Sydney, Australia — Victorian authorities have asked the US to supply up to 100 firefighters to relieve weary crews on the ground in Australia. As the state braces for another week of searing temperatures, Department of Sustainability and Environment spokesman Kevin Monk admitted resources were stretched and crews were battle-weary.
“We’ve already had twice the average number of fires we have in a season,” Mr Monk said.
The Americans would join more than 3000 firefighters from Victoria, NSW, Canada and New Zealand who are continuing to battle several fire fronts.
Dozens of firefighters were brought in from Canada and New Zealand before Christmas.
Mr Monk said one million hectares had been burnt in Victoria, with four blazes in East Gippsland and northeast Victoria still out of control last night.
Mount Buller ski resort was threatened by a bushfire early yesterday, with flames coming within 100m of the town before the threat eased when the wind changed. But the day was largely quiet on the Victorian firefront, with backburning operations in preparation for temperatures in the mid-30s due to return from tomorrow.
In South Australia, the bushfire season intensified with police declaring a series of 30 deliberately lit blazes in the Adelaide Hills a major crime.
The fires, which have centred on the Hills township of Harrogate, have raised concerns among residents because the firebug is still at large. On Friday, 10 fires were lit in Harrogate and surrounding areas in a few hours in late afternoon.
The only fresh fire yesterday was a small grass fire at Rowland Flat in the Barossa Valley. The deliberately lit fire, which broke out at about 4am, burnt 8ha of grass but was quickly extinguished by firefighters.
More than 200 volunteers from the NSW Rural Fire Service were working to contain a fire burning in bushland near Dubbo, in the state’s central west.
The fire in the Goonoo Community Conservation Area was started by lightning strikes and burnt more than 18,000ha of bushland. A second fire was last night burning to the north of the Goonoo blaze.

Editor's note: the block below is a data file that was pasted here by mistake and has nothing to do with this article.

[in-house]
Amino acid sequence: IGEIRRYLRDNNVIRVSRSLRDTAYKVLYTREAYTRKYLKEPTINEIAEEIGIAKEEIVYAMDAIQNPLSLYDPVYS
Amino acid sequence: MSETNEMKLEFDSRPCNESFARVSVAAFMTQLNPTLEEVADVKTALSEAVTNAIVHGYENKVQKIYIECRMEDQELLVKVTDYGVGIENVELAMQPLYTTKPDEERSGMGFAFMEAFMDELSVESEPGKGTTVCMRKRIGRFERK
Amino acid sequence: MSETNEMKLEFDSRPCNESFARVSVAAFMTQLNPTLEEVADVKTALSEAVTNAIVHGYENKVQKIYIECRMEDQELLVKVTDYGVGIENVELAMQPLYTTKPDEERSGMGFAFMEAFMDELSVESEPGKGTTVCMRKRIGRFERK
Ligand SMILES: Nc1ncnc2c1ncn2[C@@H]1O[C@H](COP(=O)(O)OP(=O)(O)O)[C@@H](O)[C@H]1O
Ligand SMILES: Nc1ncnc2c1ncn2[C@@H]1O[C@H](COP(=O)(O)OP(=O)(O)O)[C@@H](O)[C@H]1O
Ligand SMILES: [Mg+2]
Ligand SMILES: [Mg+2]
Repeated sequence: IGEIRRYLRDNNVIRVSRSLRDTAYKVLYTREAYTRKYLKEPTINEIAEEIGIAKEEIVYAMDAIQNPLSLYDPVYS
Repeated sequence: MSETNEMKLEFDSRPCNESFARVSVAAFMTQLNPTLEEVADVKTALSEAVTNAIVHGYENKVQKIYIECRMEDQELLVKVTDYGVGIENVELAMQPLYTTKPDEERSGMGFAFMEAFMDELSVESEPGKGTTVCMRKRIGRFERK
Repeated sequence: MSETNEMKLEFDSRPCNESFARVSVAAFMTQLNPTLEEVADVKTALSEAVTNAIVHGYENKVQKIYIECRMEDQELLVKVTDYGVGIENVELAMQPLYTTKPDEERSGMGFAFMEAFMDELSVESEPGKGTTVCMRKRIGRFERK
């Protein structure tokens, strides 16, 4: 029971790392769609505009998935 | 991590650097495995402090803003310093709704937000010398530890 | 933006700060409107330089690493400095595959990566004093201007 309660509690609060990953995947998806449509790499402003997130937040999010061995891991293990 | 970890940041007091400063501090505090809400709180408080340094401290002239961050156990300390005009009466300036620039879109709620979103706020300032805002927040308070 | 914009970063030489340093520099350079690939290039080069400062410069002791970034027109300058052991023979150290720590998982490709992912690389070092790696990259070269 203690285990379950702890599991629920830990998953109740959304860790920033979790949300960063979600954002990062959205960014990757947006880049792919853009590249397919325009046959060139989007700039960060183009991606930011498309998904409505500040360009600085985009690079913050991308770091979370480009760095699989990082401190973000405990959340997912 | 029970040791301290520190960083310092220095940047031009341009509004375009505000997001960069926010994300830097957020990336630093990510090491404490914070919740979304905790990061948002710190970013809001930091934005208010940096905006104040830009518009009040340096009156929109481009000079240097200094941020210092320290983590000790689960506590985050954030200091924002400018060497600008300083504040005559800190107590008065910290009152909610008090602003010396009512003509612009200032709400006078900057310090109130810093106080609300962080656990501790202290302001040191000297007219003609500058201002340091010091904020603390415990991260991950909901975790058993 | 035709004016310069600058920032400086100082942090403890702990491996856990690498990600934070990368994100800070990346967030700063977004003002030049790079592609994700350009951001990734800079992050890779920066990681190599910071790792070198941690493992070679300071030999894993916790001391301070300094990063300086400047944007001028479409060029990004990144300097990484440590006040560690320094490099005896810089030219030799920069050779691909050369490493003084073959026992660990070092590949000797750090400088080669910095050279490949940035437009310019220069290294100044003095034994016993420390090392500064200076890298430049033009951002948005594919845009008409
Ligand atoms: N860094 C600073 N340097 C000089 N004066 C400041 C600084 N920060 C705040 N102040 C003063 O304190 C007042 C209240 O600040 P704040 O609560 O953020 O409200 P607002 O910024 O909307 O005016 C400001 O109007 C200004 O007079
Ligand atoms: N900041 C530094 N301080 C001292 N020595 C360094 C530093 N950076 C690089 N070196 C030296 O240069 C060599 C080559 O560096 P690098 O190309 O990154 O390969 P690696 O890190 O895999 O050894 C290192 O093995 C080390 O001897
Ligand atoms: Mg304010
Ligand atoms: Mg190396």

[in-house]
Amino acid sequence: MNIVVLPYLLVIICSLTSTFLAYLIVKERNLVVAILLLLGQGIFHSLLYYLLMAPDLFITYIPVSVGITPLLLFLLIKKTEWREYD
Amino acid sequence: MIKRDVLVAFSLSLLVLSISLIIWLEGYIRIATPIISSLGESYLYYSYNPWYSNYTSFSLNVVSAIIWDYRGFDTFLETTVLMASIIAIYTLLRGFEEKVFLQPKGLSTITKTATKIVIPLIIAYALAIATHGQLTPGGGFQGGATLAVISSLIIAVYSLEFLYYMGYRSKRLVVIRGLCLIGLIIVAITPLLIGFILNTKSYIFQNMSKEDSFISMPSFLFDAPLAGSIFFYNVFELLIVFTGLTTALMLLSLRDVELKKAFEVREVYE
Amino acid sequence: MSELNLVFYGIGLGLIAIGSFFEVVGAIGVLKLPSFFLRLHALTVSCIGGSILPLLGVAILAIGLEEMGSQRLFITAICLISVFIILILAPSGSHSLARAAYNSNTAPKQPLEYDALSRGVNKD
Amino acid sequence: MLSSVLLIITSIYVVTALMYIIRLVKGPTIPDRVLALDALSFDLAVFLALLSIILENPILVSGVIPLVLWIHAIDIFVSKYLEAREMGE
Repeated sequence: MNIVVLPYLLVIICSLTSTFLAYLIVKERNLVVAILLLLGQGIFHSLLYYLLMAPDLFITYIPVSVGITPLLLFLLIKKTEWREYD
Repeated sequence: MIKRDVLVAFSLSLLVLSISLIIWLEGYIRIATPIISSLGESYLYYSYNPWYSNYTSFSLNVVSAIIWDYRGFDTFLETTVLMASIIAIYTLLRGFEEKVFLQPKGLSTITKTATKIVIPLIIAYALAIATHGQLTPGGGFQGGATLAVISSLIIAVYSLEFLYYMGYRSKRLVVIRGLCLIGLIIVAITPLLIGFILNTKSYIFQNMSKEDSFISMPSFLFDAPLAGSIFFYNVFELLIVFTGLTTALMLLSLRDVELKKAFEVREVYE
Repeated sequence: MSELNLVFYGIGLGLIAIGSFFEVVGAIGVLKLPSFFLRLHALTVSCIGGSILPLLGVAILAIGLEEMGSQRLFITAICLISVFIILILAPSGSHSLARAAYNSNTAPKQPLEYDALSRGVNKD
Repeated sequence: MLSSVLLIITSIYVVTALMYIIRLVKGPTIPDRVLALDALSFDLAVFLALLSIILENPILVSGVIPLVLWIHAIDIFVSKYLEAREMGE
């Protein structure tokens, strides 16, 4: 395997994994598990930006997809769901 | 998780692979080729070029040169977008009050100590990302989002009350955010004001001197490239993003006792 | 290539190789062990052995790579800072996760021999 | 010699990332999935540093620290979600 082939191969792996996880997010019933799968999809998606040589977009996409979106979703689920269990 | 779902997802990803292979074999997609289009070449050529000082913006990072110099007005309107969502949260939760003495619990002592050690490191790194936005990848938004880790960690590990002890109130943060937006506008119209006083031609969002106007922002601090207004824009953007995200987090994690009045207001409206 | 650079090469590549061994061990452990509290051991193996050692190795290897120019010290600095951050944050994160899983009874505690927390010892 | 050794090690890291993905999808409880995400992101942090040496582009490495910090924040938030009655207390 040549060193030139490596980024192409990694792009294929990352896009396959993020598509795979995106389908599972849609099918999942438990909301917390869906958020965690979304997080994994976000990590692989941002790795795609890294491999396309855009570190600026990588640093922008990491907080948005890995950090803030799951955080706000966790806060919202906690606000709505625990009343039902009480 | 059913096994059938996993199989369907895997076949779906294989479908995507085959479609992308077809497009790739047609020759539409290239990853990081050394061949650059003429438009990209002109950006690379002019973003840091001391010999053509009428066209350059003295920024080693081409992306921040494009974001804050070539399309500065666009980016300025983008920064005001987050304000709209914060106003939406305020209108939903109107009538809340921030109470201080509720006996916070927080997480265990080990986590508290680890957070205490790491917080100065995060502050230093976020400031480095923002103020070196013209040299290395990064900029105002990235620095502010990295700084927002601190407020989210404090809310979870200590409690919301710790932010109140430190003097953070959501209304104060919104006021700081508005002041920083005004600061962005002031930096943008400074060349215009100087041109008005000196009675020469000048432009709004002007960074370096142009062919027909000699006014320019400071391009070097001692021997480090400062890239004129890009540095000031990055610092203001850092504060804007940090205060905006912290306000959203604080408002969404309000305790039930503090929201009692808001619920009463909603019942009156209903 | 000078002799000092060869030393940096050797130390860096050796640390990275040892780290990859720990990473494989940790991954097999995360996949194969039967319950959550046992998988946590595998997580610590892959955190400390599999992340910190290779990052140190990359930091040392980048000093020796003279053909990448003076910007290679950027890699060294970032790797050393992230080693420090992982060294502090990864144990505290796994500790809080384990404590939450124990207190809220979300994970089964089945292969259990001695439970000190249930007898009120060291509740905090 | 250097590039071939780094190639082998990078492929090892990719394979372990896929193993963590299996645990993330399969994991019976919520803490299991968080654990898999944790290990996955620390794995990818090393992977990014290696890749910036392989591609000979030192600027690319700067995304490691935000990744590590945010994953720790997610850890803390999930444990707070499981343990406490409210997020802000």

RFS crews also attended several smaller fires in the Snowy Mountains yesterday.
Tasmanian police are preparing a report for the coroner into the death of a 19-year-old forestry worker who died on Friday night while helping to fight a fire near St Marys, in the state’s east.
Police said the worker was helping with mopping up operations in the Fingal Valley when a tree fell on the cabin of his vehicle, killing him instantly.
As early as next summer, fire services in every state and territory will be able to use home telephones or mobiles to warn residents their homes or businesses are under threat from bushfire, using technology being developed by Telstra.
Trialling is still under way on a system that would automatically dial people in a region affected by bushfire and leave a message to warn them but also determine whether they are home.
Tests were conducted last year in the Grampians community of Halls Gap in Victoria and proved a success, according to Peter Akers, chairman of the Australian Fire Authorities, the peak body for fire and emergency services in Australia. But Mr Akers said there were still issues with the technology, including contacting non-English speakers and answering machines that revert to a fax. There was also concern that emergency services would rely on the same technology to communicate, overloading the system.
Mr Akers said there was “still a fair bit of trialling” to be conducted, but it was “very likely” to be operational in the 2008 fire season.
“We are keen that people don’t become dependent on one system,” Mr Akers said. “We don’t want people to be reliant on technology rather than learning how to live within a fire environment.”
Mr Akers said fire services were “trying to develop fire resilient communities not dependent societies”.
Once perfected, the phone system would be an “enhancement” to emergency broadcasting on ABC radio and television, fire sirens, websites and publicity machines for each state and territory fire service.